Tue, Oct 29, 2019 - Page 3 News List

Lawmaker accuses Tsai Ing-wen of self-plagiarism

CITATION DEBATE:Apollo Chen said that the Presidential Office’s defense of the president was an attempt to distract people from the real issue of a lack of citation

By Rachel Lin and Sherry Hsiao  /  Staff reporter, with staff writer

Presidential Office spokesman Alex Huang speaks at a news conference in Taipei on Sept. 23.

Photo: Chien Jung-fong, Taipei Times

Chinese Nationalist Party (KMT) Legislator Apollo Chen (陳學聖) yesterday accused President Tsai Ing-wen (蔡英文) of self-plagiarism, saying he believed that she had simply translated work from her English-language London School of Economics and Political Science (LSE) doctoral dissertation in a Chinese-language article she wrote.

Information that the Presidential Office shared at a news conference on Sept. 23 showed that Tsai turned in her LSE dissertation in June 1983, completed the oral defense in October that year and received notification in January 1984 that she had passed the defense.

At a meeting of the Legislative Yuan’s Education and Culture Committee yesterday, Chen said that in the same month Tsai submitted her dissertation, a Chinese-language article authored by her was published in National Chengchi University’s (NCCU) Chengchi Law Review titled “The Protection of the Chinese Market in International Trade — GATT Article 19, VER and MFA” (國際貿易中國市場之保護 — GATT 第十九條, VER及MFA).

Chen said that although he did not know which of the two was submitted first, the contents of Chapter 5 of the dissertation and the article are “highly repetitive and similar.”

More than half of each document can be seen as English and Chinese versions of the other, he said, adding that neither the dissertation nor the article mentions the existence of or cites the other.

Minister of Education Pan Wen-chung (潘文忠) cited self-plagiarism for refusing to promote former Shu-Te University assistant professor Chen Pi-yun (陳碧雲) to associate professor, Apollo Chen said, adding that Ministry of Education guidelines in cases involving academic ethics at university level or above state that the use of large portions of an author’s own previously published work without appropriate citation is self-plagiarism.

Apollo Chen asked whether the ministry would revoke Tsai’s promotion from associate professor to professor at NCCU — a process that included use of the article in her academic credentials — if the ministry finds that she did plagiarize herself.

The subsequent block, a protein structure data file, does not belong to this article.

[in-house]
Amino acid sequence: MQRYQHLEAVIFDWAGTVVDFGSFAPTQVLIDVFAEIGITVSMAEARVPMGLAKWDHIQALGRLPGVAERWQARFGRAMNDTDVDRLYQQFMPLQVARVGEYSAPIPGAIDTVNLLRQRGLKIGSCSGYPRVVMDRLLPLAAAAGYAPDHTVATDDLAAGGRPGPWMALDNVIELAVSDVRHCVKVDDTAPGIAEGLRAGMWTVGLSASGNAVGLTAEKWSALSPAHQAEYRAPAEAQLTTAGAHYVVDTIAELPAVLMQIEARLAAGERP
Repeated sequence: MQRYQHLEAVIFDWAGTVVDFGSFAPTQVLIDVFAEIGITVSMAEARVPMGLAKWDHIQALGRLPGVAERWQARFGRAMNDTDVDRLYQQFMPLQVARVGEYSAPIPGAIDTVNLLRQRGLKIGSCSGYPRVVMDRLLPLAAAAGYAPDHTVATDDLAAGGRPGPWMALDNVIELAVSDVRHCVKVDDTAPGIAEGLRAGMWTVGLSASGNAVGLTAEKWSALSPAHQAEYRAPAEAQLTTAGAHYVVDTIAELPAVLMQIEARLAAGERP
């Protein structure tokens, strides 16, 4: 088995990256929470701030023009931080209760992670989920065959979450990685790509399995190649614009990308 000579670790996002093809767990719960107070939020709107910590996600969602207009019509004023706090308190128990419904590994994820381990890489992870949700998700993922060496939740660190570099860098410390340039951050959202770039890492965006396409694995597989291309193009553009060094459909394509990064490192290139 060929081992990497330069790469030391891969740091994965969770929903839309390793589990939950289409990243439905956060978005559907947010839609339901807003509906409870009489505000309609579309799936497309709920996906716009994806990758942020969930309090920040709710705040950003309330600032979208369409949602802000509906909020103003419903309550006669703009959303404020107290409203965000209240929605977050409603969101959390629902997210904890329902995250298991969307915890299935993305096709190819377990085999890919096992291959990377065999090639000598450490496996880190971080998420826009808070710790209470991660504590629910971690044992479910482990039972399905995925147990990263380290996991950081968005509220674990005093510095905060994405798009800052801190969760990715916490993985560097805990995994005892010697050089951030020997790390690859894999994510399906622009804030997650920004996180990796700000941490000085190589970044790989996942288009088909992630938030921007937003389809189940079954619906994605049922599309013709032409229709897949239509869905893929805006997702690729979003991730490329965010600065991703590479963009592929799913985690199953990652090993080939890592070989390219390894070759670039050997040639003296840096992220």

Pan said that the ministry would follow new procedural laws and old substantive laws, as well as other regulations, to handle any investigation, when and if a report is filed.

An investigation would be launched according to procedures, he said, adding that such inquiries typically take four months.

In academic ethics cases, an institution first needs to investigate whether the allegations are true or false, Department of Higher Education Director-General Chu Chun-chang (朱俊彰) said.

The institute would then forward its decision to the ministry, which would review it, Chu said.

Later yesterday, the Presidential Office said in a statement that Apollo Chen was “pointing to a deer and calling it a horse.”

It is common practice in academia for unpublished dissertations to be submitted to and published in reviewed journals or books, it said.

Dissertations that have not been published as journal articles are considered “unpublished academic achievements,” it said, adding that most academics submit their doctoral dissertations for review to be published in journals or books.

The “farce” of accusations over Tsai’s education and dissertation should end here, it said.

Apollo Chen said that while submitting content from doctoral dissertations to journals is common practice, self-citations still need to be disclosed.

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